# Remove AC component from the mixed signal using an elliptic filter

I have a signal like this:

$$s(t) = C + a \cdot sin(2 \cdot \pi \cdot f \cdot t)$$

where $$C$$ - arbitrary constant, $$f$$ - frequency of AC component (Hz) and $$a$$ - amplitude of AC component.

Parameters: $$C = 1$$, $$f = 1$$, and $$a = 0.1$$.

I want to synthesize a filter that will remove AC component with an angular frequency $$\omega = 2 \cdot \pi \cdot f$$ from this signal, i.e.:

$$s(t) = C + a \cdot sin(2 \cdot \pi \cdot f \cdot t) \xrightarrow{After Filtering} s(t) ≈ C$$

It is difficult to make this ideal, therefore, an elliptic filter was chosen as a filter, as a good frequency splitter.

After tuning it, I get the following frequency response of the filter: The model of a computational experiment is as follows: And the following results are obtained. AC component has not been deleted. Signal after the filter repeats the input. In theory, AC components with a frequency above 0.5 Hz (and in my case the frequency is 1 Hz) should be removed, and only the constant $$C$$ component should remain, i.e. $$1$$.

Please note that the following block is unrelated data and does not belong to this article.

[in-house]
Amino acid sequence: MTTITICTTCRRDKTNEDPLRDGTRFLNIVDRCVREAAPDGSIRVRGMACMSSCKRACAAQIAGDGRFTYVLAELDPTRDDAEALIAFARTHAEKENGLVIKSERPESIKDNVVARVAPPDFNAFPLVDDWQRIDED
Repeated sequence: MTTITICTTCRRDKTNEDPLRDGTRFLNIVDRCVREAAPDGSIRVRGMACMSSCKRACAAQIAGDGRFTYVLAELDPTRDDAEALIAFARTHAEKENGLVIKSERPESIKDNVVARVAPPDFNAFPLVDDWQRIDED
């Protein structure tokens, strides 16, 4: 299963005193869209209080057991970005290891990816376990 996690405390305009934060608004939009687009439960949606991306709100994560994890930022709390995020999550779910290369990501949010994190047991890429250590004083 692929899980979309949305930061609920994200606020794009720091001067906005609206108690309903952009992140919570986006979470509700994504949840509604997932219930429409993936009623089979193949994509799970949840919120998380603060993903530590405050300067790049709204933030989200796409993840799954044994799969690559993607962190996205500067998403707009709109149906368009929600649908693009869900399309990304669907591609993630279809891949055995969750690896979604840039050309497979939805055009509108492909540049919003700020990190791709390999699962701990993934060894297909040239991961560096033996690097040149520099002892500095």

Where did I make a mistake?

I agree, the 1 Hz signal should be attenuated given the filter response. I suggest sweeping the input frequency to create the frequency response manually as I assume the filter was somehow scaled, possibly by not including a factor of $$T$$ in the mapping from the analog filter. Try a much higher frequency to see where it is nulled and then narrow in on the actual cut-off.